Old Guy Music: Hiking Tunes from my PCT Jukebox
I don’t listen to music while I hike, for a few practical reasons. I don’t want to use the battery on my phone, I don’t want to deal with sweaty headphones, and I want to hear rattlesnakes before I step on them. After 46 trips around the sun, I have a pretty big mental jukebox to draw from, so if I’m not listening to music in my head and/or singing along, I’m often re-watching a movie. While I try and be present while hiking, the mind does wander when the visibility drops, or the terrain is monotonous, or your pain level goes above 5.
I pulled together what I think is a pretty good go-to list for music (in no particular order):
- “This Land Is Your Land” by Woody Guthrie – “Nobody living can ever make me turn back, this land was made for you and me.”
- “Bolero” by Ravel
- “Given to Fly” by Pearl Jam – “But first he was stripped and then he was stabbed, by faceless men, well, fuckers, he still stands”
- “Aja” by Steely Dan – “Chinese music under banyan trees, here at the dude ranch above the sea”
- “Going to California” by Led Zeppelin – “Someone told me there’s a girl out there, with love in her eyes and flowers in her hair”
- “Take a Picture” by Filter – “Hey Dad, what do you think about your son now?“
- “Don’t Stop Believing” by Journey – “Everybody wants a thrill, payin’ anything to roll the dice, just one more time”
- “Shelter from the Storm” by Bob Dylan – “She walked up to me so gracefully and took my crown of thorns, come in, she said, I’ll give ya shelter from the storm”
- “Analog Kid” by Rush – “And the voices in his ears are the music of the spheres”
- “Digital Man” by Rush – “He’s got a date with fate in a black sedan, and plays fast-forward just as long as he can”
- “Estimated Prophet” by Grateful Dead – “Standing on the beach, the Sea will part before me”
- “Against the Wind” by Bob Seger – “I’m older now but still runnin’ against the wind”
- “Infinite Tamboura/Back to the Earth” by Rusted Root – “Back to the Earth I screamed and no one listened; back to the Earth I lived and they all followed”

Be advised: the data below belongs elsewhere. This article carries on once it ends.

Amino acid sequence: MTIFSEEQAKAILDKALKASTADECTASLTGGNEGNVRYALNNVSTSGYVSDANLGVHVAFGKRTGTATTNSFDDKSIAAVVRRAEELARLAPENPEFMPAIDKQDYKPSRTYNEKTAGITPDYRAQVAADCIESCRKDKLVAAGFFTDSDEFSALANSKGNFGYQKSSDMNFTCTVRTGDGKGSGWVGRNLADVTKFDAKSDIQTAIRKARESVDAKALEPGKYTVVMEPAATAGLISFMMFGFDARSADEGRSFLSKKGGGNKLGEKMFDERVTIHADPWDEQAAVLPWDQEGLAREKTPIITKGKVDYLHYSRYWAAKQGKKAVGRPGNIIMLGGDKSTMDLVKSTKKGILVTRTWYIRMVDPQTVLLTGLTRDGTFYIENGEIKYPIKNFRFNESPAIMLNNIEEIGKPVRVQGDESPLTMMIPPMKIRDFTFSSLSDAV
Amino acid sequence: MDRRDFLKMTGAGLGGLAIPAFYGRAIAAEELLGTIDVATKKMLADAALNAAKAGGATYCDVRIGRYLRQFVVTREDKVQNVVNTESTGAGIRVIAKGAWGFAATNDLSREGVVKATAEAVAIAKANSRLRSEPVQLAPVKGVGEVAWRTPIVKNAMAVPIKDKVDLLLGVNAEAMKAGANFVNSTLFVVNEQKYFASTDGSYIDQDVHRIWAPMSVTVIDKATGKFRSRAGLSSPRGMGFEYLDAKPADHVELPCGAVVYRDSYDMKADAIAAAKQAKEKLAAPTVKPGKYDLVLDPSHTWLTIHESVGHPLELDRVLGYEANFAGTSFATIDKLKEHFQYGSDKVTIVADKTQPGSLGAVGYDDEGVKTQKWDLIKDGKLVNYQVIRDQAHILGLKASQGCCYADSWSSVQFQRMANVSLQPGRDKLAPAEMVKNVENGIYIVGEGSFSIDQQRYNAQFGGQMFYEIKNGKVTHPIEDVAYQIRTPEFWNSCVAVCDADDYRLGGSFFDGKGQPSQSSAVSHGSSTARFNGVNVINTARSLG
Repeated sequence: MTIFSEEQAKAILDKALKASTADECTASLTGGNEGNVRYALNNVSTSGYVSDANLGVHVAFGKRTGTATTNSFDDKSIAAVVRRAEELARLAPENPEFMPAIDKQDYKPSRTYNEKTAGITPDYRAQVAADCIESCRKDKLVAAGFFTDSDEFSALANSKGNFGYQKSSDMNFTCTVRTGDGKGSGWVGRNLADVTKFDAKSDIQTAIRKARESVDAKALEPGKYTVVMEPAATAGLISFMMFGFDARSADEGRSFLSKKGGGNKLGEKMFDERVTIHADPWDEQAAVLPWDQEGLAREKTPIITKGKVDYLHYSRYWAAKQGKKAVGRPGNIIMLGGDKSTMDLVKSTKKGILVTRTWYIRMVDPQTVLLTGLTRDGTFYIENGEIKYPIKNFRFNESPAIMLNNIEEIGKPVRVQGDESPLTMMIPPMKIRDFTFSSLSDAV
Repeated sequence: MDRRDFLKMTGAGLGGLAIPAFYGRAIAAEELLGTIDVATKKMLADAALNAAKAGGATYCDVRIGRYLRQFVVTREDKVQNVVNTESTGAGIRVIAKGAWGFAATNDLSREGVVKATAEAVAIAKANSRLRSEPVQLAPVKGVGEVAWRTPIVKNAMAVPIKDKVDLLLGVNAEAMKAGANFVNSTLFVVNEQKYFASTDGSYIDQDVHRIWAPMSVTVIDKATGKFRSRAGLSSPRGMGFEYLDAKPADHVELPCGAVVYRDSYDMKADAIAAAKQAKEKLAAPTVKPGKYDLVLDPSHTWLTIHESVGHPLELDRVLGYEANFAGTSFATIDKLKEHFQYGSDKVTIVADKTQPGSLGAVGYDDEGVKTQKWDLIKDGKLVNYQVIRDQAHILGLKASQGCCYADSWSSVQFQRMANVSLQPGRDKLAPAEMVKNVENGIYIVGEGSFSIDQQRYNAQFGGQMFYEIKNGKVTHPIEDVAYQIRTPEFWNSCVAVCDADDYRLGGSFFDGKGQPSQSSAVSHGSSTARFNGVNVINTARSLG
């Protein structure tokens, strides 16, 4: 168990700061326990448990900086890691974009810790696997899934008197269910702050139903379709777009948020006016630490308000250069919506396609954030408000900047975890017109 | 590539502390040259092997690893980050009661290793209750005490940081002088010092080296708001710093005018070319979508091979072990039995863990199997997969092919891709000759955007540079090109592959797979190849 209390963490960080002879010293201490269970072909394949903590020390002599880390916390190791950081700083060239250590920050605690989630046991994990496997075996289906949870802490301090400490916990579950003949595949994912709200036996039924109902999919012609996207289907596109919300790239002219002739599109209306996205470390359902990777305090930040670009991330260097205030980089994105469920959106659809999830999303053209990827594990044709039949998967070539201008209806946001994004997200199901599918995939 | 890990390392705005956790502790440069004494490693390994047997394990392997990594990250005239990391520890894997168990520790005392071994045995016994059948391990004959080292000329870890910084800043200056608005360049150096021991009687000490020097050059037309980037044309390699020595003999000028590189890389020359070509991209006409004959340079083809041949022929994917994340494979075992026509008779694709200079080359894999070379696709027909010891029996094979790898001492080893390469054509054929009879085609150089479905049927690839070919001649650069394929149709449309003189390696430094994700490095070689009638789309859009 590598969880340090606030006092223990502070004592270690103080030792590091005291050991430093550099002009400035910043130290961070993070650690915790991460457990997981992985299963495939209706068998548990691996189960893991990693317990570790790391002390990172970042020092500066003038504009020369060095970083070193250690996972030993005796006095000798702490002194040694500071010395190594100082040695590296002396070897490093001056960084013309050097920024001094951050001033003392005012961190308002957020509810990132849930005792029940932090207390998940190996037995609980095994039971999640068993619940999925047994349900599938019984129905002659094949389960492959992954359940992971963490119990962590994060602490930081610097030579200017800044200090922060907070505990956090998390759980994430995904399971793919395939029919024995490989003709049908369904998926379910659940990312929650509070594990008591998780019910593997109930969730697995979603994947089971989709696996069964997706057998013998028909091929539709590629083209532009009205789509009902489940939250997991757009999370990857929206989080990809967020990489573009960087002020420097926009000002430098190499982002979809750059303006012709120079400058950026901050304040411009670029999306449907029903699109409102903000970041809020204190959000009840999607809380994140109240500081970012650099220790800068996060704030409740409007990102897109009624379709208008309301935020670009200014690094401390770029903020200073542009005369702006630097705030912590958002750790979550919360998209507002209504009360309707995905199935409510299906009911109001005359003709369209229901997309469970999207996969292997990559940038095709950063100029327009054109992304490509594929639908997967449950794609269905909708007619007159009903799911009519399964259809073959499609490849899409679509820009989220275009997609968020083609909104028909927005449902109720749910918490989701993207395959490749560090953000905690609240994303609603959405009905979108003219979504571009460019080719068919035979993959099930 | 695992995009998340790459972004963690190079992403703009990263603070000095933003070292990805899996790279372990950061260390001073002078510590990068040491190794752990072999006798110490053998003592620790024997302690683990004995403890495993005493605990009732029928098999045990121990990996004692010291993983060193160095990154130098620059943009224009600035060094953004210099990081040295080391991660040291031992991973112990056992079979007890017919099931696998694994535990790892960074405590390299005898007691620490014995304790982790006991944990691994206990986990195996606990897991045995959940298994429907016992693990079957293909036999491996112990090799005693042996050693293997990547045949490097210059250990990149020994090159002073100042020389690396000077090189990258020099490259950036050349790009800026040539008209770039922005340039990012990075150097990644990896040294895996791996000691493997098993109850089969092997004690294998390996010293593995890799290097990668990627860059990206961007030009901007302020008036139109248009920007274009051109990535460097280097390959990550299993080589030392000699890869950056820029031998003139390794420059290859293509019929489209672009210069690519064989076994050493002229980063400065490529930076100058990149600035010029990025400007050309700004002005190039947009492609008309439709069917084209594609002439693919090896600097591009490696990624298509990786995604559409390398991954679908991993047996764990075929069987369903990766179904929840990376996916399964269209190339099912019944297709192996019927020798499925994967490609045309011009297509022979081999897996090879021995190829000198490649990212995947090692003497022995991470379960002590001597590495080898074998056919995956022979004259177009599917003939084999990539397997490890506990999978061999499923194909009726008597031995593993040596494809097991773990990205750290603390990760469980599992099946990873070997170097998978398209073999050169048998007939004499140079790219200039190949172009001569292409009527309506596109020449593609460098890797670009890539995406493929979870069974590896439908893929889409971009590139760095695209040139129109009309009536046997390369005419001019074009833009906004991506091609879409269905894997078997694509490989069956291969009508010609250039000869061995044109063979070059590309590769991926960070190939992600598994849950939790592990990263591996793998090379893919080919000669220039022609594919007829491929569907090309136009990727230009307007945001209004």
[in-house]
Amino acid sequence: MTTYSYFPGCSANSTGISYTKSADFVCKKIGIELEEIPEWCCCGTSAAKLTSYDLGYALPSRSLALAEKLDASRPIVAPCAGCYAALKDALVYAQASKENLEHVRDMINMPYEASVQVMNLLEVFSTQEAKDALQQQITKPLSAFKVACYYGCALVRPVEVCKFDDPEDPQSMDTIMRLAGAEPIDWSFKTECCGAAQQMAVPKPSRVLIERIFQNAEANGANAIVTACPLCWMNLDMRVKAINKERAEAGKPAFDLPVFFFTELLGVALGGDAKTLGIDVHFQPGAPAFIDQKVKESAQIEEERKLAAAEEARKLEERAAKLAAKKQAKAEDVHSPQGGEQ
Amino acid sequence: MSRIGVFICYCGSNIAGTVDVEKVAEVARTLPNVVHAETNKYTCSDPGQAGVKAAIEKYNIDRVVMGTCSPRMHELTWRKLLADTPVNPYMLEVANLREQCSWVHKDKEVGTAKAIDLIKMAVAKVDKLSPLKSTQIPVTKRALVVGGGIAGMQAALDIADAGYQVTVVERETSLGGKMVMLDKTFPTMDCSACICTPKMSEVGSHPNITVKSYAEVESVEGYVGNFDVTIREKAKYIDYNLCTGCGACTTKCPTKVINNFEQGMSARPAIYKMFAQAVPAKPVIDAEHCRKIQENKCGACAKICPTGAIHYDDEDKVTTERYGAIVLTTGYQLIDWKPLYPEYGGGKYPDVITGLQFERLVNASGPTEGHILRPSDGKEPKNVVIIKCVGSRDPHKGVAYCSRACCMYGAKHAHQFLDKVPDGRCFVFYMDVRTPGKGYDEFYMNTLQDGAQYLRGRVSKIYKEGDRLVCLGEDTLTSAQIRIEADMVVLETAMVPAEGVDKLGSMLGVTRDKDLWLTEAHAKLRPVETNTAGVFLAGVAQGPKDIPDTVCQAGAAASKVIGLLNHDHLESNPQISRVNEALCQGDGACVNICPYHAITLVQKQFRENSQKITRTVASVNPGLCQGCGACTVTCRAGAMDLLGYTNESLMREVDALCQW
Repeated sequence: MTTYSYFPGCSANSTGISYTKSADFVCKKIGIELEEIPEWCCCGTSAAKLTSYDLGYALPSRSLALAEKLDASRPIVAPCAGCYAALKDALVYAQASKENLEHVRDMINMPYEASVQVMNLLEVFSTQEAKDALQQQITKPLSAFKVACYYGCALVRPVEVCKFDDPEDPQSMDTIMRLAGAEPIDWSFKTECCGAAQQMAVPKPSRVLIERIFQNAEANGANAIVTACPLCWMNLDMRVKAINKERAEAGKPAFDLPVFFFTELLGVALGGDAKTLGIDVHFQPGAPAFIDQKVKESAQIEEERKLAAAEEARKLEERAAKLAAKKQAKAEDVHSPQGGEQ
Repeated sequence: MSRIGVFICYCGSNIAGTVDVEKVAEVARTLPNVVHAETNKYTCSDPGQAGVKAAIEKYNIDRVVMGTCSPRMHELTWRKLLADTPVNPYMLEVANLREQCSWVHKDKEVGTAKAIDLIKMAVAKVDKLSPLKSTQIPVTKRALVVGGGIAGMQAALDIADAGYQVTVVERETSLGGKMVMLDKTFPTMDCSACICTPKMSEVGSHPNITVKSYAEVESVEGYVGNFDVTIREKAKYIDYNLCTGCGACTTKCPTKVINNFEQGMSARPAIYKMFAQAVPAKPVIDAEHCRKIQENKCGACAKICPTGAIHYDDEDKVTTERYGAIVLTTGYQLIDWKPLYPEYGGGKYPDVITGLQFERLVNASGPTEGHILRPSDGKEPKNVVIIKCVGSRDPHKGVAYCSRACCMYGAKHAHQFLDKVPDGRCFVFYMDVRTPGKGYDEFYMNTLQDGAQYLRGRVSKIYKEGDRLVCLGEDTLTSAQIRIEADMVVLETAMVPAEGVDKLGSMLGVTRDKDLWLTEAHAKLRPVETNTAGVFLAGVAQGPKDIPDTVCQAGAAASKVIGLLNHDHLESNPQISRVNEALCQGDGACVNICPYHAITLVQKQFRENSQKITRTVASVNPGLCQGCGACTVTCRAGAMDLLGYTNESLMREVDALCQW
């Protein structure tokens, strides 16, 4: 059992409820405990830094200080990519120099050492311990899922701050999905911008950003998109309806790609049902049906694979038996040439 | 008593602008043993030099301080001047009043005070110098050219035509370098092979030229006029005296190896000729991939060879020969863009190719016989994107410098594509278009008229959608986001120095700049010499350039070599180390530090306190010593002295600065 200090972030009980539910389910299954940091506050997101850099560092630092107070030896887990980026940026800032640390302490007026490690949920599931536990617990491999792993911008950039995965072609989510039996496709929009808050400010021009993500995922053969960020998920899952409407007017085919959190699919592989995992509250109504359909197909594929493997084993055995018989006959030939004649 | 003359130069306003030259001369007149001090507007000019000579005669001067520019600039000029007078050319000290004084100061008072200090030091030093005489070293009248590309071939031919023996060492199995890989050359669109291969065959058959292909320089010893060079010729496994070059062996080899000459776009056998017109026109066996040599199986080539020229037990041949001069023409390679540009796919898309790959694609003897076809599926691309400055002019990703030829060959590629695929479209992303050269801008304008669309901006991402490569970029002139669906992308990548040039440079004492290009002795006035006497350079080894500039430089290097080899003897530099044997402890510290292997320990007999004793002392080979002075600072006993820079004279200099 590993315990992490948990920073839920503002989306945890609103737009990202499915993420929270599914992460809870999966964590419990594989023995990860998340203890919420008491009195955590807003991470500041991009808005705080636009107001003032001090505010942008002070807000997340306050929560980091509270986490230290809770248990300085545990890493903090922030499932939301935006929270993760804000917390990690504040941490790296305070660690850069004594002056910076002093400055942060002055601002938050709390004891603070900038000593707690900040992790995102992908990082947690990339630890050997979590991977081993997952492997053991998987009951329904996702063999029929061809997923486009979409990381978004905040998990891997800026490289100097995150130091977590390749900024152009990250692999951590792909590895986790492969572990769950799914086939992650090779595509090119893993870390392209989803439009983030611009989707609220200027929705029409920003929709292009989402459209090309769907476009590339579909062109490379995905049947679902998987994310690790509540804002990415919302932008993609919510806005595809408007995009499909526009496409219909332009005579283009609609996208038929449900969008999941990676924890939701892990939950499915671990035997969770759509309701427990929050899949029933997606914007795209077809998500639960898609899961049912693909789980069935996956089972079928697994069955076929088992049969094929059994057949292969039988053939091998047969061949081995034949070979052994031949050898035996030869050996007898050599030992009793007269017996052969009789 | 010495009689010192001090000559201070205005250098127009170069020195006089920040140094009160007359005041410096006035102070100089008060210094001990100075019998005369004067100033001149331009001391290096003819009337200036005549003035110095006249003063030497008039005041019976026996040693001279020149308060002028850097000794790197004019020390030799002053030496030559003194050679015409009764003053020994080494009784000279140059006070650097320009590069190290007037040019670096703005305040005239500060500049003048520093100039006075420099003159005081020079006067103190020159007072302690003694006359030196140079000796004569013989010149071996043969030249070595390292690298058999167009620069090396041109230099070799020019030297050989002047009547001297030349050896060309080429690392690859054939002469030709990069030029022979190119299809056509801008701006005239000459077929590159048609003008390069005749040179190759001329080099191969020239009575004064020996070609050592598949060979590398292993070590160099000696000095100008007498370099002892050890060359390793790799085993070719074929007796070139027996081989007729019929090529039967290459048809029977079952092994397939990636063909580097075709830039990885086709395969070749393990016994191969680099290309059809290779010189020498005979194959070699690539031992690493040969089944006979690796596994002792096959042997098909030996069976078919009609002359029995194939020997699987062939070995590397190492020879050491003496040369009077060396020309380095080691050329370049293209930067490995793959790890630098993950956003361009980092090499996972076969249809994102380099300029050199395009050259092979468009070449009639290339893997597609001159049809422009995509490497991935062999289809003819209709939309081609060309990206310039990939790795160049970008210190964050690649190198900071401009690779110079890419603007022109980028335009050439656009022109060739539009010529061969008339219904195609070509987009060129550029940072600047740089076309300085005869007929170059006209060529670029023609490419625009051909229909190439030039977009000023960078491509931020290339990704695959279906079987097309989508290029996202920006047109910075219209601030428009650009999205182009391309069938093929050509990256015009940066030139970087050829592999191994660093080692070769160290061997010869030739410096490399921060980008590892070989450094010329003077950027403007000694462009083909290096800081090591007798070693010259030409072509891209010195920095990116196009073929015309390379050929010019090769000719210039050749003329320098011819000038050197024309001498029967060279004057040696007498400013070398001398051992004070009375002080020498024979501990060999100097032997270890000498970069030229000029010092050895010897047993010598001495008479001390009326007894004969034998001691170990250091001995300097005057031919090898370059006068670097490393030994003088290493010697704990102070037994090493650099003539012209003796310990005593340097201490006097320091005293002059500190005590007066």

- “Chickenman” by Indigo Girls – “On the road to Austin, I met a man on the highway”
- “A Hard Rain’s A-Gonna Fall” by Bob Dylan – “I’ll stand on the Ocean until I start sinking”
- “Beautiful World” by Devo – “It’s a beautiful world for you … but not for me”
- “Heroes” by David Bowie – “We can be heroes, just for one day”
- “Mr. Bojangles” by David Bromberg – “He said he danced for those at minstrel shows in county fairs”
- “Naked Kids” by Grouplove – “Back corner table, order lobsters and Black Label; raise your glasses, here’s to living out our dreams”
If you’d like to sing along, check out my Youtube channel playlist.
I don’t have movies memorized, except perhaps Lord of the Rings, Monty Python, or Highlander, but as I walk I reflect on the themes, and the scenery, and the way I felt when I watched them. Certain dialog, of course, is quote-worthy. Most of them involve physical journeys or quests. When thru-hiking gets tiring, I find it helpful to reflect on how hard travelling was without nylon and goretex and aluminum and wicking shirts. My movie list, again in no particular order:
- Dead Poet’s Society – “Because we are food for worms, lads. Because, believe it or not, each and every one of us in this room is one day going to stop breathing, turn cold, and die”
- The Book of Eli – “It’s beat up, but it will do the job”
- Jeremiah Johnson – “North, Canada maybe. I hear there’s land there a man has never seen”
- As Far as My Feet Will Carry Me – “And so, I win”
- The Way Back – “Just keep walking”
- The Road – “You have to keep carrying the fire”
- Never Cry Wolf – “As I traveled north, it was on about the 3rd day that the reality of what I was about to try to do began to seep into my bones… and gather in a knot in the pit of my stomach”
- Last of the Mohicans – “I do not call myself subject to much at all”
- The Beast – “We’re low on petrol. The battery’s low. We’re losing oil. If the engine heats up it’s gonna seize. The terrain, obviously against us. We have no rations. The Mujas behind us don’t seem to run on rations, petrol, or anything we know of”
There’s plenty of cell signal, and with a booster battery or a solar panel and a good streaming service, you could probably listen to new stuff every day. I choose to reflect on some old favorites, seeking new meaning and new context for their old lyrics and themes.
What do you listen to while you hike?
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